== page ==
Fall 2021 Economic Outlook Forum | NYU Stern Center for Global Economy and Business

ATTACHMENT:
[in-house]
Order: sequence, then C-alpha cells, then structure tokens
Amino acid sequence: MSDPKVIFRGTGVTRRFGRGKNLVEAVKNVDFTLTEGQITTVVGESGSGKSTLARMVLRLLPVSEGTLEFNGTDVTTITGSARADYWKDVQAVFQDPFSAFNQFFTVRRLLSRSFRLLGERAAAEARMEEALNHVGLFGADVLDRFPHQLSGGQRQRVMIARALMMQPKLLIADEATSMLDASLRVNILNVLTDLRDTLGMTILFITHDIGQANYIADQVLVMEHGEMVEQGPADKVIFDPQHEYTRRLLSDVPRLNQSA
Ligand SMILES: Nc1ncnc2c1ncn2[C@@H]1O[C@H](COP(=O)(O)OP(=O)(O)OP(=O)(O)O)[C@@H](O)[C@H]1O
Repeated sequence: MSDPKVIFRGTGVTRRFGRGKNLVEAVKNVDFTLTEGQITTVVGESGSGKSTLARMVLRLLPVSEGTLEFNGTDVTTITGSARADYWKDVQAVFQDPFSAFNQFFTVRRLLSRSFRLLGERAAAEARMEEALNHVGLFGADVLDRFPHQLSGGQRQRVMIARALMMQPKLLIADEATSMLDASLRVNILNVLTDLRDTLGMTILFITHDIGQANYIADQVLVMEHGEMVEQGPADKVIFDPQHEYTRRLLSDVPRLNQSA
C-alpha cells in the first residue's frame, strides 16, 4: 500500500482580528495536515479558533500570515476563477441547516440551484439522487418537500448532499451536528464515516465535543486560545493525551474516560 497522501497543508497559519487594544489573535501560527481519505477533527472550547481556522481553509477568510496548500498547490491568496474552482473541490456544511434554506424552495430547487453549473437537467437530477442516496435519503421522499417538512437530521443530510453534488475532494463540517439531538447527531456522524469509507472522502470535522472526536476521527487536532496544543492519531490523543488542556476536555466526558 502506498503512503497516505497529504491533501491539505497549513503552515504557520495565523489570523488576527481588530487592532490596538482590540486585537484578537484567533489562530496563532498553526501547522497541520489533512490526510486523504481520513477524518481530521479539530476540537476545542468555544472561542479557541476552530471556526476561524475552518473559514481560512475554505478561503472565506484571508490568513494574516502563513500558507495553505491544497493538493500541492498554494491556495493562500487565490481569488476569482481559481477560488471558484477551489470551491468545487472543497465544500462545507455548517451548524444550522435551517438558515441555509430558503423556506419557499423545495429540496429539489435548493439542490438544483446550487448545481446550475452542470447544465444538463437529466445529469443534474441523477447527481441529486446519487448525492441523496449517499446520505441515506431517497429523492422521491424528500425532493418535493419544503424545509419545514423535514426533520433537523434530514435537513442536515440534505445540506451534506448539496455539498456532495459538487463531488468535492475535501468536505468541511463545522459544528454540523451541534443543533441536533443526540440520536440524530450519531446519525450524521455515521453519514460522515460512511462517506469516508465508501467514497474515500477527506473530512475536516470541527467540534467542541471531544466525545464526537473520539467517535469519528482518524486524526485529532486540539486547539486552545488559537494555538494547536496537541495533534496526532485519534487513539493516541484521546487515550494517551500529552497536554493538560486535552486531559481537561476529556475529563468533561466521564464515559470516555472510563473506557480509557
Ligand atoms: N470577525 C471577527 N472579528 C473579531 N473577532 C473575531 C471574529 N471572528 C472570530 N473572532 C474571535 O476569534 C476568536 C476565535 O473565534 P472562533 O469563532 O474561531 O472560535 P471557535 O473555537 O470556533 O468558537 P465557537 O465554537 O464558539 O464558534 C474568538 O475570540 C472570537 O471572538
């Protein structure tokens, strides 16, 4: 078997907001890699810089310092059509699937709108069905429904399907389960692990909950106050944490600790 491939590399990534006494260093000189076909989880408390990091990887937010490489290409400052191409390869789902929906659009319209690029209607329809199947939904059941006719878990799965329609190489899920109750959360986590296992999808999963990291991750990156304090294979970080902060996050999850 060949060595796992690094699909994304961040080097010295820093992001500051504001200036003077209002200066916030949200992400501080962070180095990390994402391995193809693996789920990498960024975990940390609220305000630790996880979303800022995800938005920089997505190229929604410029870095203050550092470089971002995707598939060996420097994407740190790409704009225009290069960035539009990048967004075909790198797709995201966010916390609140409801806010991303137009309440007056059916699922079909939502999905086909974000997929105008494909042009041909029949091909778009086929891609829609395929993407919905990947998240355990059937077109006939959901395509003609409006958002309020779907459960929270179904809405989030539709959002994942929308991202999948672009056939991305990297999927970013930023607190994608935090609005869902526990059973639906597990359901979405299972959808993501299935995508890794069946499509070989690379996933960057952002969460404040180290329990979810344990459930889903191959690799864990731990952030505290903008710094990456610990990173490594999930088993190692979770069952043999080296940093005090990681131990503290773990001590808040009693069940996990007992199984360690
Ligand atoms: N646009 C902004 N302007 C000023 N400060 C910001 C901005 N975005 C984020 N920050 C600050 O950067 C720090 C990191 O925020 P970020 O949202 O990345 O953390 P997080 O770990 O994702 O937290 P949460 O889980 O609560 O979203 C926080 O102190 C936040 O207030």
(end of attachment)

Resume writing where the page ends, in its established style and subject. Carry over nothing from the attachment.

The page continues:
Fall 2021 Economic Outlook Forum | NYU Stern Center for Global Economy and Business